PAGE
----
¶21 A presumption of paternity arising under the UPA can be rebutted by clear and convincing evidence. § 19-4-105(2)(a), C.R.S. 2013. None of the presumptions is conclusive, including the presumption based on biology. N.A.H. v. S.L.S., 9 P.3d 354, 361-62 (Colo. 2000).
¶22 If two or more conflicting presumptions arise, and none has been overcome by clear and convincing evidence, the presumption that is founded on the weightier considerations of policy and logic controls. In determining which of the conflicting presumptions controls, the court must consider “all pertinent factors” including those listed in section 19-4-105(2)(a)(I)-(VIII), C.R.S. 2013. The inquiry is fact-intensive, but the court must focus on the best interests of the child and determine paternity with that standard at the forefront. N.A.H., 9 P.3d at 362, 365.
¶23 Here, presumptive father never claimed to be the child’s biological father. Rather, his claim to be the child’s legal father was based on his acknowledgement of paternity “in a writing filed with the court or registrar of vital statistics” — here, the child’s birth certificate — as provided by section 19-4-105(1)(e). Presumptive father’s acknowledgement that he was not the biological father did not rebut the presumption arising out of his identification as the child’s father on the child’s birth certificate. In re Parental Responsibilities of A.D., 240 P.3d 488, 491 (Colo. App. 2010). Thus, he was presumed to be the natural father of J.G.C. when LCDSS moved to have him dismissed from the petition, and when the court granted the motion. See § 19-4-105(1)(e). Because no evidence rebutted this presumption, the court erred in dismissing him from the petition in dependency and neglect.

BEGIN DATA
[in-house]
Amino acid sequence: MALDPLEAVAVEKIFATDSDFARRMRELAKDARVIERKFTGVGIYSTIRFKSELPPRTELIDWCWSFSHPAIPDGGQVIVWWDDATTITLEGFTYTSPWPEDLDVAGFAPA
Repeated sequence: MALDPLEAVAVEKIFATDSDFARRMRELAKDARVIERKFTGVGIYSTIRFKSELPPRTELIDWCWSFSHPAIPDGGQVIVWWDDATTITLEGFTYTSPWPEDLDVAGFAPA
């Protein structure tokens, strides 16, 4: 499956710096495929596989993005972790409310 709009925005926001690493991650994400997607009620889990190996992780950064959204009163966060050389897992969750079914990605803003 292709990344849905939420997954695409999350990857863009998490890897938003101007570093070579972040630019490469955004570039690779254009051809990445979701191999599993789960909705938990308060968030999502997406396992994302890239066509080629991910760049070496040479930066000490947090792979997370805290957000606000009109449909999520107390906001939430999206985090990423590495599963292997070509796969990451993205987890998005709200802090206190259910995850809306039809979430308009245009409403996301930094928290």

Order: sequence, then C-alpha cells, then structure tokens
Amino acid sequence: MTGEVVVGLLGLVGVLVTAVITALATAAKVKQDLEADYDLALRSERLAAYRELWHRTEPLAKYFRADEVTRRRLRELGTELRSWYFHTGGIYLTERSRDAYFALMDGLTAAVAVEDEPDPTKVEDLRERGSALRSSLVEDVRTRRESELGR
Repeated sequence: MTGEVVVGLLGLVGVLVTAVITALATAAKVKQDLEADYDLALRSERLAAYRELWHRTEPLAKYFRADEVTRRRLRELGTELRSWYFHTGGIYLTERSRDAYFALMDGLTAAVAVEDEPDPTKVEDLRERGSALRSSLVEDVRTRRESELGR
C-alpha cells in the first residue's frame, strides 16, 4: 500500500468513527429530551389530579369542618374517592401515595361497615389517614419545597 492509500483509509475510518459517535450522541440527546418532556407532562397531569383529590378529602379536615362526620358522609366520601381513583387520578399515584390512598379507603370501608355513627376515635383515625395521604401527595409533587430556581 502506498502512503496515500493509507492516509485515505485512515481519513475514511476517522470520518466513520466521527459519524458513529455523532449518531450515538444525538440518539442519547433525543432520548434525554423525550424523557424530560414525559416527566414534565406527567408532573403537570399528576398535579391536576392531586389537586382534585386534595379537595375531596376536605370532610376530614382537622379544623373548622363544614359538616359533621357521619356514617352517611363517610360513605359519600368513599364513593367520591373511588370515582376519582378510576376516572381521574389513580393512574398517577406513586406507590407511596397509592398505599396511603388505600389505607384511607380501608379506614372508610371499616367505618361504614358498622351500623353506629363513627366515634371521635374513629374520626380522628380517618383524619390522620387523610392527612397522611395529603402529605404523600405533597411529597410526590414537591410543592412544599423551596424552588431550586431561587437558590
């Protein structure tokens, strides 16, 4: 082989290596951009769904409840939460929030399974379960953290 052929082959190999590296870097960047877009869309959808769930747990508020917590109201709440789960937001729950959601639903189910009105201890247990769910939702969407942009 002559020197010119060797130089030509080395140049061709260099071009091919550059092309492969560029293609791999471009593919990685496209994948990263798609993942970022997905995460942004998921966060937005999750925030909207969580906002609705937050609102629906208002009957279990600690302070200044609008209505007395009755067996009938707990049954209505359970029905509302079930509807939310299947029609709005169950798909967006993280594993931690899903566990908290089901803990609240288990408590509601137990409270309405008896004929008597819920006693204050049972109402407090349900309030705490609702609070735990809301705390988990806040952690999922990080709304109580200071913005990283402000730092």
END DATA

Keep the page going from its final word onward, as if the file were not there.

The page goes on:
¶24 The order dismissing presumptive father from the petition is vacated. If, on remand, presumptive father’s claim to be the legal father of the child is challenged, the district court shall conduct further proceedings under the UPA as needed to determine the child’s legal father. See People in Interest of C.L.S., ___ P.3d ___, ___ (Colo. App. No. 10CA1980, Nov. 23, 2011) (describing process for resolving competing presumptions of paternity).
JUDGE BERNARD and JUDGE DUNN concur.
1 Under Colorado law, “juvenile court” means the juvenile court of the city and county of Denver or the juvenile division of the district court outside of the city and county of Denver. § 19-1-103(70), C.R.S. 2013.
2 The parties were asked to address in supplemental briefing whether P.C. was subject to the jurisdiction of the district court and whether he had notice that LCDSS had moved to have presumptive father J.C.H. dismissed from the petition. LCDSS confirmed that he did not receive a copy of the motion “because he was not a party to the case at that time.” The parties do not dispute that P.C. was subject to the jurisdiction of the court when father was dismissed, and thus, could have been made a party to the proceeding prior to the paternity determination. His addition to the petition shortly after presumptive father’s dismissal (and after his own paternity test established that it was highly likely that he was the biological father of the child) strongly suggests that he was subject to the court’s jurisdiction when the court was asked to address the issue of paternity.
These opinions are not final. They may be modified, changed or withdrawn in accordance with Rules 40 and 49 of the Colorado Appellate Rules. Changes to or modifications of these opinions resulting from any action taken by the Court of Appeals or the Supreme Court are not incorporated here.
Colorado Court of Appeals Opinions || December 5, 2013